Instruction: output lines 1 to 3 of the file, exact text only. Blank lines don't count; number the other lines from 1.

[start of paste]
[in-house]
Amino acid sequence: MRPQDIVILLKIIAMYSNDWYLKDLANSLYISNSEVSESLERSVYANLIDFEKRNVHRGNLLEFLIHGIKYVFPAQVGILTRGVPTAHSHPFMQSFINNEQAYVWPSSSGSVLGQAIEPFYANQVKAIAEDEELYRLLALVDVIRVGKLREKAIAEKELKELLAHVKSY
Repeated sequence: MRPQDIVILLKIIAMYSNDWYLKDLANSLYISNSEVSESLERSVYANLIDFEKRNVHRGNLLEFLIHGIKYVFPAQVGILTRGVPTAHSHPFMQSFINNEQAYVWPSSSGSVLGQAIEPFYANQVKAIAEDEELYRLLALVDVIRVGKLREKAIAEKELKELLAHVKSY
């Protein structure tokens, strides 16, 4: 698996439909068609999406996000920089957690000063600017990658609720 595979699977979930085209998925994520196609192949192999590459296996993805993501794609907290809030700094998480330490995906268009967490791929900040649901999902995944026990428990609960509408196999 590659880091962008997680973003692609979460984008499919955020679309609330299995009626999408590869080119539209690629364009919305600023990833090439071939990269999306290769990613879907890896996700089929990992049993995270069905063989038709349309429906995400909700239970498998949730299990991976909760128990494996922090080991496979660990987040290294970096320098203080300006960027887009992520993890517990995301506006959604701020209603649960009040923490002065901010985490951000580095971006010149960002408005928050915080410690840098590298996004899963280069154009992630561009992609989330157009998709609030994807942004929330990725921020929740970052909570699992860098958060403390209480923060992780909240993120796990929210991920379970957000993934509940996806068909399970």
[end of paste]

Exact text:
[in-house]
Amino acid sequence: MRPQDIVILLKIIAMYSNDWYLKDLANSLYISNSEVSESLERSVYANLIDFEKRNVHRGNLLEFLIHGIKYVFPAQVGILTRGVPTAHSHPFMQSFINNEQAYVWPSSSGSVLGQAIEPFYANQVKAIAEDEELYRLLALVDVIRVGKLREKAIAEKELKELLAHVKSY
Repeated sequence: MRPQDIVILLKIIAMYSNDWYLKDLANSLYISNSEVSESLERSVYANLIDFEKRNVHRGNLLEFLIHGIKYVFPAQVGILTRGVPTAHSHPFMQSFINNEQAYVWPSSSGSVLGQAIEPFYANQVKAIAEDEELYRLLALVDVIRVGKLREKAIAEKELKELLAHVKSY